cosmo313
cosmo313

Super Reviewer

June 9, 2006
So much has already been said and written about this film to it's pretty hard to add anything new without inevitably rehashing cliches.

Yes, it is a genuine classic, and one of the best/most important/most influential of all time.

Now, that being said, when looking at this plot-light road movie about two hippie bikers driving motorcycles across the American Southwest in search of America/the American Dream solely as a MOVIE, it's honestly not all that good, and doesn't hold up as well. As a slice of life glimpse into the death of 60s idealism and the counterculture, and as an experience/cultural and historical milestone, then yeah, it's rock solid.

Filled to the brim with groundbreaking aesthetics, style, and one of the most killer soundtracks ever, this truly is mandatory viewing. Oh yeah, and the iconic performances and message don't hurt either.
Apeneck F

Super Reviewer

December 20, 2012
Perfectly vibing the disenchantment of the post-Vietnam, post-civil rights, post-summer of love America (the new noir, with a touch of cowboy thrown in for flavor), Hopper and Fonda ARE the guys your parents warned you about (or said you were gonna be), looking for the big score to-get-away-from-it-all at last. What they find instead is one spaced out country,man, and a bit of film history. The LSD trip segment alone is worth the entire film, and that's only one part of it. They nail it.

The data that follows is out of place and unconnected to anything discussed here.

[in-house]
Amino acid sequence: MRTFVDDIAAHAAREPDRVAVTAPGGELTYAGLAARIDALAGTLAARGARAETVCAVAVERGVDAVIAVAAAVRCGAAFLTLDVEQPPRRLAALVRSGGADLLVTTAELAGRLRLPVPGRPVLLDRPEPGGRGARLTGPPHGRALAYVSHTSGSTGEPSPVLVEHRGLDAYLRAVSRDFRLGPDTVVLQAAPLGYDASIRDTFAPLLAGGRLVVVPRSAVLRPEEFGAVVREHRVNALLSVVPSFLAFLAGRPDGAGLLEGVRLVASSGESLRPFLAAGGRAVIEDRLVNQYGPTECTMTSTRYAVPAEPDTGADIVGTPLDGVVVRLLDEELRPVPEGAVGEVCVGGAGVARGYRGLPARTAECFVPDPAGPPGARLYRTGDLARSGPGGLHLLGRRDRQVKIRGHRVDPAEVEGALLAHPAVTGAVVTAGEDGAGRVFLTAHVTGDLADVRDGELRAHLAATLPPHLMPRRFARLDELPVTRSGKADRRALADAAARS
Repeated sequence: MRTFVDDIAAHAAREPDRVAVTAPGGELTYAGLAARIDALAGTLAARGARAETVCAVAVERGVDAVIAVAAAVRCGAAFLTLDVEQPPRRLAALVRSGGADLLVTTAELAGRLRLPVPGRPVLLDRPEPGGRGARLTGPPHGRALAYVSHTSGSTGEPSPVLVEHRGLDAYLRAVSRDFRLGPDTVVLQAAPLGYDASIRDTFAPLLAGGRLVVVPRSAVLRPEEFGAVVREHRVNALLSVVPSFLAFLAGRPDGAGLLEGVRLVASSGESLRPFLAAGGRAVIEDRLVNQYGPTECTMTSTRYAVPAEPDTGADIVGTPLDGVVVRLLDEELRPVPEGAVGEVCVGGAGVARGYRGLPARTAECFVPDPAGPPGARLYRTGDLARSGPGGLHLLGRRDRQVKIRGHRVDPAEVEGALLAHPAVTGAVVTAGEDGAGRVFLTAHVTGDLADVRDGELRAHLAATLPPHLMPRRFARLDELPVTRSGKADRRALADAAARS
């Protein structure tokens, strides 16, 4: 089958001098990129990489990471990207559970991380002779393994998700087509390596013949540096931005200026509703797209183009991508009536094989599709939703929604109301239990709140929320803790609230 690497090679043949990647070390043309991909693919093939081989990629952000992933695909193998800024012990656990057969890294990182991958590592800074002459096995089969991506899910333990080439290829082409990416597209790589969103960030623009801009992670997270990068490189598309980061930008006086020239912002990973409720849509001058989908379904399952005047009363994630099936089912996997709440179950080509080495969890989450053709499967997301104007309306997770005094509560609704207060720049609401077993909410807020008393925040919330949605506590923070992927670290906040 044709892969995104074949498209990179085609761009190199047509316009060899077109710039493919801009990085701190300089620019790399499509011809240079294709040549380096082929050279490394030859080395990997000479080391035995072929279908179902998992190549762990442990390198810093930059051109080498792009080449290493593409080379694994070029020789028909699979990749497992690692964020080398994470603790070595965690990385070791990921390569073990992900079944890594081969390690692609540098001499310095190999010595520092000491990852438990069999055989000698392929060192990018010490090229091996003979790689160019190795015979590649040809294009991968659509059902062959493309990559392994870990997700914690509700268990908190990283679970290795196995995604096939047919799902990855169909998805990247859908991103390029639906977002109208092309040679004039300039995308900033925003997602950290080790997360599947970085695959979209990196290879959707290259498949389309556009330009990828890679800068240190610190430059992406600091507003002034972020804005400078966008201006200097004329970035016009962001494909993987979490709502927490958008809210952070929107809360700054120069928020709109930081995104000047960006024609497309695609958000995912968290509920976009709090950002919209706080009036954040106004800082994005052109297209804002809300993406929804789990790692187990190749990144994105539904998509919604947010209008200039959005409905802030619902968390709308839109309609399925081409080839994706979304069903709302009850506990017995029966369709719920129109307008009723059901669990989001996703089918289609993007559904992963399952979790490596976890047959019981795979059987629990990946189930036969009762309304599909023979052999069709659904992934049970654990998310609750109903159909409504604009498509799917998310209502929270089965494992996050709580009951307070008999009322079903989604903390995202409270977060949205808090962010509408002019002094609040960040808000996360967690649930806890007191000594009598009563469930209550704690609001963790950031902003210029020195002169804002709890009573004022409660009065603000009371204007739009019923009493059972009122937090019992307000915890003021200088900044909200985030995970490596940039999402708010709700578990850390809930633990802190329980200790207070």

Jack Hawkins
Jack Hawkins

Super Reviewer

October 29, 2012
'Easy Rider' is unquestionably important, it's a seminal film. It was a large contributing factor to the birth of an era of burgeoning talent and art that produced many of the greatest films ever made. Easy Rider is a transgressive, political film; few creations have been so lauded for capturing the zeitgeist.

However, to a modern audience, I feel it's more of an artefact than a film. To be frank, I didn't particularly enjoy it. I didn't find it that interesting, it didn't resonate with me that much. One connection it made with me was how it almost shattered that romanticised idea of riding the highways of America. Well, it didn't shatter it, but it certainly shows the potential emptiness of the experience. However, I'd still love to drive around America, but I'd gladly ditch the spirituality for clean hotel rooms and nice corpulent plates of Americana. I'd also prefer a muscle car.

So, given its legacy, 'Easy Rider' is a hard film to judge. It would be ignorant of me to totally trash it, but I do think it's overrated, and I certainly wouldn't recommend it.
Dan S